Kimi Jackson: That’s right. The State Bar of Texas actually helped us get started in the first place.
Rocky Dhir: Oh wow, okay.
Kimi Jackson: And they continued to provide us with financial support every year. Each year, the State Bar of Texas Leadership Program comes down and visits South Padre Island, and we have an opportunity to speak with their participants and earlier this year, State Bar of Texas President Joe Longley visited our office and we were able to share some ideas about addressing the current border crisis.
Rocky Dhir: Okay, so Kimi, you’ve mentioned the ABA and you’ve mentioned the State Bar of Texas, but ProBAR is also getting support from the Texas Access to Justice Foundation. So what role is the Access to Justice Foundation playing? Can you kind of tell us a little bit about that?
Kimi Jackson: Yes, the Texas Access to Justice Foundation has been wonderful during this crisis. Well, they have been funding our office for a long time but particularly during this crisis, they’ve worked very hard to rally the additional funding and support that we’ve needed in order to ramp up our services to address the increased need that we’re facing. We really appreciate their support.
Rocky Dhir: Now let’s kind of maybe talk about what I think might be the elephant in the room, this issue about what’s going on at the borders, it’s gotten a lot of coverage in the media. It can tend to elicit some political responses. So obviously if the American Bar is involved in it, the State Bar is involved in this project, it begs the question, are the American Bar and the State Bar kind of making political messages with their support or is there something apolitical about ProBAR.
Can you maybe address that for us because I certainly would like to know the answer to that and I imagine you probably know it better than anybody?
Kimi Jackson: Sure, ProBAR is not a political organization. We’re a direct services organization. So our role is to provide direct legal services to detained individuals and the primary service that we provide — that we provide to the largest numbers of people is general, know your rights presentations or general orientations, we call them in the adult context.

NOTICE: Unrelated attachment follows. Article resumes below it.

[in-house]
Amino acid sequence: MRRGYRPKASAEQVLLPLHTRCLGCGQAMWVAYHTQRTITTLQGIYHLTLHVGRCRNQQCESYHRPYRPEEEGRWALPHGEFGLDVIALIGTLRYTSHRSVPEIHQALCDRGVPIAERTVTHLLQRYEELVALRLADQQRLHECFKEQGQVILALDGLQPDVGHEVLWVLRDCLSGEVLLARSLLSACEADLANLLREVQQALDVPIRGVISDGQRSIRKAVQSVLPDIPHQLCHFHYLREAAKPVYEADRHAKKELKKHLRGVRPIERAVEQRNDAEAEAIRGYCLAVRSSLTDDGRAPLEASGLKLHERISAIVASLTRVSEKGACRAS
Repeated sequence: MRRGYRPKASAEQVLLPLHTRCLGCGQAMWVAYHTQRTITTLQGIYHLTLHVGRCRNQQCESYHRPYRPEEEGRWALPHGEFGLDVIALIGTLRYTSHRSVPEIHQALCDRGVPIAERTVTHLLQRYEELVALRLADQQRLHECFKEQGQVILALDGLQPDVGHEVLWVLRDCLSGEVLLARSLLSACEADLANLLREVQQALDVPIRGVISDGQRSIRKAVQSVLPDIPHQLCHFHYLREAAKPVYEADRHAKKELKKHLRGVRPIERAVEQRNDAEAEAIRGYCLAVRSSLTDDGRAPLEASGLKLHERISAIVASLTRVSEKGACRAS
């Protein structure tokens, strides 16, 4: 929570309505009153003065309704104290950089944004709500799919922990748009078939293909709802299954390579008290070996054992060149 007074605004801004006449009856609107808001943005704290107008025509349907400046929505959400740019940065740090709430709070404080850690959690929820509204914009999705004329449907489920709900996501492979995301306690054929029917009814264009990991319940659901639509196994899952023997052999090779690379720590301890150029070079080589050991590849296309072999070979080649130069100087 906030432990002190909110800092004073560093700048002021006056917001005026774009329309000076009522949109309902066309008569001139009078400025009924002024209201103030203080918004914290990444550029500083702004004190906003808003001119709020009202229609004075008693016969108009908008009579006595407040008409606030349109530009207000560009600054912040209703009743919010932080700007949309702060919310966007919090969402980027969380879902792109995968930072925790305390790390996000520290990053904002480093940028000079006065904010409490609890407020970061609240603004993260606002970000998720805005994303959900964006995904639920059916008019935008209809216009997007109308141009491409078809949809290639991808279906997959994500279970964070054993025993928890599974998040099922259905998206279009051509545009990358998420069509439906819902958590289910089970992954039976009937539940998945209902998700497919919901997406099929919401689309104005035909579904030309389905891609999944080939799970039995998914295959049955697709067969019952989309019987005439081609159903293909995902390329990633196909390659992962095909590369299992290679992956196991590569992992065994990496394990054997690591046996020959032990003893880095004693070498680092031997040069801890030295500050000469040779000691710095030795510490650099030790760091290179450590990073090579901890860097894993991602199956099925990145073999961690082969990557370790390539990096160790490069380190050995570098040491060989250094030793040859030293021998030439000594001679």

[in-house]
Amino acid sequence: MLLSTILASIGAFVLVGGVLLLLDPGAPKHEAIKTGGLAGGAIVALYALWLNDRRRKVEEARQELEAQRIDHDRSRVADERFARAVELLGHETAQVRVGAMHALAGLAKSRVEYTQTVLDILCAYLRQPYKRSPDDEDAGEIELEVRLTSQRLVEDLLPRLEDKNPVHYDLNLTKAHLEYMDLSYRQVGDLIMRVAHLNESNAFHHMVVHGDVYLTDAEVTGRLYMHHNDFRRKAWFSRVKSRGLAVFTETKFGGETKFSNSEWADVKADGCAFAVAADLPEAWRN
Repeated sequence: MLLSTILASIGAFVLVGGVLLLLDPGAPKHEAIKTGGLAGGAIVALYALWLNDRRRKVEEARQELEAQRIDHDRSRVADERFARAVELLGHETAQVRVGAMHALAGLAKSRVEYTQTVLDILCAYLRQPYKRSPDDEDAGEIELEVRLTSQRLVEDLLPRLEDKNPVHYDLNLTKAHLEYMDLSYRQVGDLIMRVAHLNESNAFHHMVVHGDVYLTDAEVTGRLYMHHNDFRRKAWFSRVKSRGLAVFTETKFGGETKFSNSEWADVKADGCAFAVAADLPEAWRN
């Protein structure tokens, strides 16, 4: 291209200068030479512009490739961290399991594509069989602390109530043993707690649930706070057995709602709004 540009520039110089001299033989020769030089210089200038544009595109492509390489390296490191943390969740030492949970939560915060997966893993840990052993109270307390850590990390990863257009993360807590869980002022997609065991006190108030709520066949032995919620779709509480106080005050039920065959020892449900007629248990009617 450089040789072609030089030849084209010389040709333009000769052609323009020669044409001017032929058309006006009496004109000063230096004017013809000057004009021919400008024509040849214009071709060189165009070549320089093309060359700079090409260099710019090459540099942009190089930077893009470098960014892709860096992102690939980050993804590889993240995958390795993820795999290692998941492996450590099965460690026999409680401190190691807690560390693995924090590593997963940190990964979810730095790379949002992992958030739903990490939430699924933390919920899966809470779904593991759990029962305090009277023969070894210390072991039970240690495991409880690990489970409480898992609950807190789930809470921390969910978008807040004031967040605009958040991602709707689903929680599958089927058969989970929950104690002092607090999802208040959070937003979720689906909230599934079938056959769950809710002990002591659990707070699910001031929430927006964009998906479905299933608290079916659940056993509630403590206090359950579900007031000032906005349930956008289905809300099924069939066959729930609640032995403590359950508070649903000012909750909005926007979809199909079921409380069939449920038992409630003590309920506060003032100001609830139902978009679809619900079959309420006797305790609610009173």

We provide these orientations to the detained adults and also to the detained children, so that they understand the legal process that they’re in, because most immigrants are pro se before the immigration judge. And so we provide them with background that they need in order to determine whether they have legal rights within the United States and to pursue those rights.
Rocky Dhir: Okay, so it’s really about informing them as to what their rights are and helping them navigate through that series of rights or obligations that they might have, is that a fair summary of it, maybe?
Kimi Jackson: That is the broadest service that we provide. And then we also provide individual orientations or screenings. We provide referrals and in some cases, we provide direct representation or we coordinate representation by a pro bono attorney.
So there’s a broad array of services that we provide but they’re all designed toward serving the individual. They’re not any sort of political advocacy.
Rocky Dhir: So now given that, can you give us some specific examples of what ProBAR is doing to assist people at the border? Can you maybe add a little bit of color to what we’ve been talking about? What are some examples of maybe cases you’ve seen or needs that ProBAR is trying to meet? Give us a little bit more information about that.
Kimi Jackson: Sure. Many people started hearing about unaccompanied minors who were detained in South Texas and in other parts of the country in 2014, when that issue was seen a lot in the news. But ProBAR has been serving that population for a long time before 2014 and since then. And unaccompanied minors that we serve, they come primarily from Central American countries and they have experienced very, very high levels of trauma.